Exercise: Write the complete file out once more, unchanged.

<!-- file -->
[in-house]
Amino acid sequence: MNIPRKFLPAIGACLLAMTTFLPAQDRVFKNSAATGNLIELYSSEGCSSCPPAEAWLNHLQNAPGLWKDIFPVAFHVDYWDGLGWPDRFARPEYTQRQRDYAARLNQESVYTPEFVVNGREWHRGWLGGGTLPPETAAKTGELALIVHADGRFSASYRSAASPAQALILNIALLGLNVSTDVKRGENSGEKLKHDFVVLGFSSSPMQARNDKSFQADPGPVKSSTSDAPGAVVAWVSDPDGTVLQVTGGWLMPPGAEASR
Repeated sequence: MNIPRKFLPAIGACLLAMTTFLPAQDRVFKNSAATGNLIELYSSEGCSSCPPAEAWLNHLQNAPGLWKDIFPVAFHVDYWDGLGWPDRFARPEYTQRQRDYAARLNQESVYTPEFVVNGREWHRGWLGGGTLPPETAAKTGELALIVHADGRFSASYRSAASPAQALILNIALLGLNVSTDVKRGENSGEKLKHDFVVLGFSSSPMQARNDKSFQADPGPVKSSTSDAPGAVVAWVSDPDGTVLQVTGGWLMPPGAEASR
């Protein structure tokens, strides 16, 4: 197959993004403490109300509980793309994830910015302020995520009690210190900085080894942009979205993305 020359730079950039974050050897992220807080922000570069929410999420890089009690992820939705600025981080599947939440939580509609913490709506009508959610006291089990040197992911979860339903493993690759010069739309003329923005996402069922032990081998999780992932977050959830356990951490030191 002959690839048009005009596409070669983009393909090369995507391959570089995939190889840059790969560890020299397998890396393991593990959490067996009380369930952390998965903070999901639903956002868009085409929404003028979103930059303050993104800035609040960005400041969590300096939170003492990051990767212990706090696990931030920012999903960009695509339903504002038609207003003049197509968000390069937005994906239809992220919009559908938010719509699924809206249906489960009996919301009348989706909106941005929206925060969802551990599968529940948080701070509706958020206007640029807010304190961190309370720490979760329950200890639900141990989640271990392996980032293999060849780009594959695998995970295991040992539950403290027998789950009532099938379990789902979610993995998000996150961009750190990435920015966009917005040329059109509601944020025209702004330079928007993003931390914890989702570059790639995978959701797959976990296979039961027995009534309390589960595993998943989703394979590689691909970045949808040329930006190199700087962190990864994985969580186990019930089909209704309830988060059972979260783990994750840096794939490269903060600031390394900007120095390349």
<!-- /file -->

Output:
[in-house]
Amino acid sequence: MNIPRKFLPAIGACLLAMTTFLPAQDRVFKNSAATGNLIELYSSEGCSSCPPAEAWLNHLQNAPGLWKDIFPVAFHVDYWDGLGWPDRFARPEYTQRQRDYAARLNQESVYTPEFVVNGREWHRGWLGGGTLPPETAAKTGELALIVHADGRFSASYRSAASPAQALILNIALLGLNVSTDVKRGENSGEKLKHDFVVLGFSSSPMQARNDKSFQADPGPVKSSTSDAPGAVVAWVSDPDGTVLQVTGGWLMPPGAEASR
Repeated sequence: MNIPRKFLPAIGACLLAMTTFLPAQDRVFKNSAATGNLIELYSSEGCSSCPPAEAWLNHLQNAPGLWKDIFPVAFHVDYWDGLGWPDRFARPEYTQRQRDYAARLNQESVYTPEFVVNGREWHRGWLGGGTLPPETAAKTGELALIVHADGRFSASYRSAASPAQALILNIALLGLNVSTDVKRGENSGEKLKHDFVVLGFSSSPMQARNDKSFQADPGPVKSSTSDAPGAVVAWVSDPDGTVLQVTGGWLMPPGAEASR
């Protein structure tokens, strides 16, 4: 197959993004403490109300509980793309994830910015302020995520009690210190900085080894942009979205993305 020359730079950039974050050897992220807080922000570069929410999420890089009690992820939705600025981080599947939440939580509609913490709506009508959610006291089990040197992911979860339903493993690759010069739309003329923005996402069922032990081998999780992932977050959830356990951490030191 002959690839048009005009596409070669983009393909090369995507391959570089995939190889840059790969560890020299397998890396393991593990959490067996009380369930952390998965903070999901639903956002868009085409929404003028979103930059303050993104800035609040960005400041969590300096939170003492990051990767212990706090696990931030920012999903960009695509339903504002038609207003003049197509968000390069937005994906239809992220919009559908938010719509699924809206249906489960009996919301009348989706909106941005929206925060969802551990599968529940948080701070509706958020206007640029807010304190961190309370720490979760329950200890639900141990989640271990392996980032293999060849780009594959695998995970295991040992539950403290027998789950009532099938379990789902979610993995998000996150961009750190990435920015966009917005040329059109509601944020025209702004330079928007993003931390914890989702570059790639995978959701797959976990296979039961027995009534309390589960595993998943989703394979590689691909970045949808040329930006190199700087962190990864994985969580186990019930089909209704309830988060059972979260783990994750840096794939490269903060600031390394900007120095390349």